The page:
State v. Jackson, ___ N.C. App. ___, 2021-NCCOA-144 (Apr. 20, 2021)

In this Buncombe County case, the defendant was convicted of possession with intent to sell or deliver cocaine. The defendant sold two white rocks to an undercover officer in a parking lot. When the defendant gave the drugs to the officer, he placed them in the officer’s bare hands without any packaging. The rocks were later tested and found to contain cocaine. (1) At trial, the defendant moved to dismiss for insufficient evidence. He pointed out that the officer had handled other cocaine with his bare hands earlier in the day and had stored other cocaine in his car console where the cocaine obtained from the defendant was later stored. According to the defendant, this rendered the laboratory result unreliable and insufficient to prove possession of cocaine. The court rejected this argument, finding the handling and storing of the rocks was an issue going to the weight of the evidence and not its admissibility. While the jury was free to consider the contamination argument, there was sufficient evidence that the substance was cocaine when viewed in the light most favorable to the State.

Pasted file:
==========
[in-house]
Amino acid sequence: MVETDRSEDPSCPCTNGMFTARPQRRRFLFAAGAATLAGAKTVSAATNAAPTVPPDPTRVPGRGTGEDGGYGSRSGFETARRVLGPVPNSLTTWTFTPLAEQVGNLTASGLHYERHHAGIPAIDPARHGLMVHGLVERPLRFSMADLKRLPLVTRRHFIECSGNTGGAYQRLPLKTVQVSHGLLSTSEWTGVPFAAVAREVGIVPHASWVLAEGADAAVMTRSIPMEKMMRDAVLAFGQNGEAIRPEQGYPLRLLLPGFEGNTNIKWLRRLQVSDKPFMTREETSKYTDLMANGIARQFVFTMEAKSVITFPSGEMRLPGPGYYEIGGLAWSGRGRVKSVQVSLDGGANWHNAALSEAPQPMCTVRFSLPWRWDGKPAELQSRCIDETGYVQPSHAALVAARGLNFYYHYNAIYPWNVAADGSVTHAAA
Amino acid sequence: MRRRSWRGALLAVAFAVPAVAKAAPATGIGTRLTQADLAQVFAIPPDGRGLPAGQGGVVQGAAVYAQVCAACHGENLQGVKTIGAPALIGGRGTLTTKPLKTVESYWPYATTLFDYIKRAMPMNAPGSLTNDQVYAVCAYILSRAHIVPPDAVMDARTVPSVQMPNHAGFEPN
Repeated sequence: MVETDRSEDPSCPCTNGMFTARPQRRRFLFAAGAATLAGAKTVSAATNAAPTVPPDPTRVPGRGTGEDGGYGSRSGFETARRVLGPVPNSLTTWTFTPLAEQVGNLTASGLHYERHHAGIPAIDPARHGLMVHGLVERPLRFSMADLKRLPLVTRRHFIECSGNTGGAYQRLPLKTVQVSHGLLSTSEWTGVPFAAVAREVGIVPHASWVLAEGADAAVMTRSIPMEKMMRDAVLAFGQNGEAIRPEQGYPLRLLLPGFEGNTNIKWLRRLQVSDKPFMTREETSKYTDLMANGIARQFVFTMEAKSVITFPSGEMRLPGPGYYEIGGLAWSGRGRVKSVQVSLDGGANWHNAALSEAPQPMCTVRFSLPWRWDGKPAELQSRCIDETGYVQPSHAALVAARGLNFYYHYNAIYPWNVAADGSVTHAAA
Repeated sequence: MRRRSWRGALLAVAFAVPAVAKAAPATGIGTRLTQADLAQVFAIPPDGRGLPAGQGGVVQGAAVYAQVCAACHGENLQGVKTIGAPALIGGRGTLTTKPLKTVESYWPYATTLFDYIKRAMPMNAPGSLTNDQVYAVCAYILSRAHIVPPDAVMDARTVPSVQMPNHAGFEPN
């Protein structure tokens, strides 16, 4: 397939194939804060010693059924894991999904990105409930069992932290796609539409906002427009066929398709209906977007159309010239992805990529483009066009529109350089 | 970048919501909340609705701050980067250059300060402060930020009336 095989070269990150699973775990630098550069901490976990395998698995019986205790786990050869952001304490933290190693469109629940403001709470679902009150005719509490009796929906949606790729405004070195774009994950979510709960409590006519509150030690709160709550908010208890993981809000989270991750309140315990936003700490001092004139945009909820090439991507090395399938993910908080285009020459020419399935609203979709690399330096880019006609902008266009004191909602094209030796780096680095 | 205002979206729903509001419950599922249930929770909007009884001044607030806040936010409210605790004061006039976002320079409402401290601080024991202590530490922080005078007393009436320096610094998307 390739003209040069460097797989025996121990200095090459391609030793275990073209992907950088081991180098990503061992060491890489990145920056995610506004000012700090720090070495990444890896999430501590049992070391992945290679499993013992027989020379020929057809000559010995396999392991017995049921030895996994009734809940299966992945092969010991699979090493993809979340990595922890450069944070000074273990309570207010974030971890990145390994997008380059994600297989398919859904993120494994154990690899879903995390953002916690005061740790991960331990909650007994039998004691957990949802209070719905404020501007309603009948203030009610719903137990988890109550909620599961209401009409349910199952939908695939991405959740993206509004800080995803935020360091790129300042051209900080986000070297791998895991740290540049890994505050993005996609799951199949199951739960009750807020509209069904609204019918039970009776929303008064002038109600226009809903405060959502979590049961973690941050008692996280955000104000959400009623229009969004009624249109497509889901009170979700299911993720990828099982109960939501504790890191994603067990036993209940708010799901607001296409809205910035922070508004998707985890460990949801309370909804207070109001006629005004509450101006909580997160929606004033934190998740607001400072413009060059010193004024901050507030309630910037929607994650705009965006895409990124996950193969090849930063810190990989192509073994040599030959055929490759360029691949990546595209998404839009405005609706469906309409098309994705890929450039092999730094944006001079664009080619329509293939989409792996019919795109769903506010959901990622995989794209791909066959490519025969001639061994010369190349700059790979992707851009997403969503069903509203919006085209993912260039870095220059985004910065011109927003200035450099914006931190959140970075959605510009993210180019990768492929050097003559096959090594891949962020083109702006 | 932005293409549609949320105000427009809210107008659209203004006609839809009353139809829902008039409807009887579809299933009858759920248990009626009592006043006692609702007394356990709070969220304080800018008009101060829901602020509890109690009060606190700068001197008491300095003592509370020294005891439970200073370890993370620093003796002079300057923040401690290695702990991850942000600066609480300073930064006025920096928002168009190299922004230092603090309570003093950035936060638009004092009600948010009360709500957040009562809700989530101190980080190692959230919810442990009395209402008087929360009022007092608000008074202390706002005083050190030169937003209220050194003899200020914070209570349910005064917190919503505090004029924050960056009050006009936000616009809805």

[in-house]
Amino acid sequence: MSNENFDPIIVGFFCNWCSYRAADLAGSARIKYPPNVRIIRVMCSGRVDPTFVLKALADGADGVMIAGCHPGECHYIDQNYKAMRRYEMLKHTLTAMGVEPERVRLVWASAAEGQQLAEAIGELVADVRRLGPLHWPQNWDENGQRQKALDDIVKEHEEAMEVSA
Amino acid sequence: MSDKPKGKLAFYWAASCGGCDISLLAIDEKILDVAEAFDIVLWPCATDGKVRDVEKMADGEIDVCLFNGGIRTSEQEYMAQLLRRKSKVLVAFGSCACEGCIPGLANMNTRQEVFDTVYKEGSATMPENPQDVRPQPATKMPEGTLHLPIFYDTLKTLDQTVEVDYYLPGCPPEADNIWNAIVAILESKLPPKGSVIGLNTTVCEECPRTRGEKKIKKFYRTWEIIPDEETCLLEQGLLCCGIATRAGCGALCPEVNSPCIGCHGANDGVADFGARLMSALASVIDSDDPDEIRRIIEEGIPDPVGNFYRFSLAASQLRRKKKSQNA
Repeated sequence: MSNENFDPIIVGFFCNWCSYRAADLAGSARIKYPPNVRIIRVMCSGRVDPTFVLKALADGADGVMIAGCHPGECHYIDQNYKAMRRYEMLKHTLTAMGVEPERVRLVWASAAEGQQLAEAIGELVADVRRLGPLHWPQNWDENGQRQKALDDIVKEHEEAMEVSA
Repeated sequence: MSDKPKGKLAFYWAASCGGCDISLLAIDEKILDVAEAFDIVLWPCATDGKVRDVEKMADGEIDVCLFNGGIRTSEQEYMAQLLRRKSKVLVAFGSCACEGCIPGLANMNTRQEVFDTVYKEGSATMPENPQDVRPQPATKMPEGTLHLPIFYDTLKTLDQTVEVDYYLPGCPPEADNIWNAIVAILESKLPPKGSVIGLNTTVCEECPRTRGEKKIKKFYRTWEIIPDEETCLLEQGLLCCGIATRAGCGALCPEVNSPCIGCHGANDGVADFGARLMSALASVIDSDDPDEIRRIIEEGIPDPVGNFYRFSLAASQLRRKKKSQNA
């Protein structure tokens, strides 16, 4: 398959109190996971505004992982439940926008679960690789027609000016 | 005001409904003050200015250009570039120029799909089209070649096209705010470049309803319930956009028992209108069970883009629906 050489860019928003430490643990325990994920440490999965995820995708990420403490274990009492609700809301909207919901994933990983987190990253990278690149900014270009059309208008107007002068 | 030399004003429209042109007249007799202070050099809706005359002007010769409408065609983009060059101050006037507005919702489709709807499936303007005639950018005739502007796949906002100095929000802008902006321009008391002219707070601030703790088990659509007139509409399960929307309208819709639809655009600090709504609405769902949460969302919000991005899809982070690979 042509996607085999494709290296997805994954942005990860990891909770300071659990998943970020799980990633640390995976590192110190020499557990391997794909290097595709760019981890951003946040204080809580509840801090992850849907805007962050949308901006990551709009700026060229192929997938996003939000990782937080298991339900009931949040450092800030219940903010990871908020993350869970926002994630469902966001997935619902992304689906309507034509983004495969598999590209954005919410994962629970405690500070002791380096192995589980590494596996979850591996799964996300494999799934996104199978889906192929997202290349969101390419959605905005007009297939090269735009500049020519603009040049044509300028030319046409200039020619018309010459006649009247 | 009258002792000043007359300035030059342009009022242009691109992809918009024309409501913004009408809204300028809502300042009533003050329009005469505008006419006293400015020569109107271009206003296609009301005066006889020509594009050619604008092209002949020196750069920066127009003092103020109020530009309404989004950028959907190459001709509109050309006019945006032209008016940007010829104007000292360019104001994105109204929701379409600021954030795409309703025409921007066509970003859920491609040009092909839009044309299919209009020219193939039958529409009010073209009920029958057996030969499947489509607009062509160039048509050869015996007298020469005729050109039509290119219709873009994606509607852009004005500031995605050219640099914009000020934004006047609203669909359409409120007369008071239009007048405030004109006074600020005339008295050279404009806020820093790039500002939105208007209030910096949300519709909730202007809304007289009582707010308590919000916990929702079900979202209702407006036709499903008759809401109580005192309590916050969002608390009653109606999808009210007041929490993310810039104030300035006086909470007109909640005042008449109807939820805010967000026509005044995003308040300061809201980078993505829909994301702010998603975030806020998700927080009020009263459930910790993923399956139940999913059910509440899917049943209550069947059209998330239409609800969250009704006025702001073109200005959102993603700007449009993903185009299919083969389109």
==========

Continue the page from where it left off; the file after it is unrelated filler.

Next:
(2) The defendant did not object to the authentication of the cocaine at trial but argued on appeal that the trial court plainly erred in admitting the evidence due to the potential contamination issue. The court again disagreed. “The possibility that physical evidence has been contaminated does not, by itself, bar that evidence from being authenticated and admitted.” Slip op. at 6. Just as with the sufficiency issue, the question of the authentication of the cocaine here went to the weight of the evidence and not admissibility.

(3) After one day of deliberations, the jury sent a note to the trial court indicating it was deadlocked. The trial court instructed the jury pursuant to G.S. 15A-1235 before dismissing the jury for the day. The next morning, the trial judge stated that the jury should resume deliberations “with a goal of reaching a unanimous decision as to each charge.” The defendant complained that this language improperly coerced the jury to render a unanimous verdict. The court disagreed:

The trial court properly gave the required Allen instructions to ensure that jurors understood they were not compelled to reach a unanimous verdict. In light of those instructions, the trial court’s decision, when deliberations resumed, to inform the jury that they should have the goal of reaching a unanimous verdict did not compel any juror to surrender his well-founded convictions or judgment to the views of the majority. It simply reinforced that the jury’s charge was to deliberate and reach a unanimous verdict if possible. Jackson Slip op. at 9.

The case was therefore affirmed in all respects.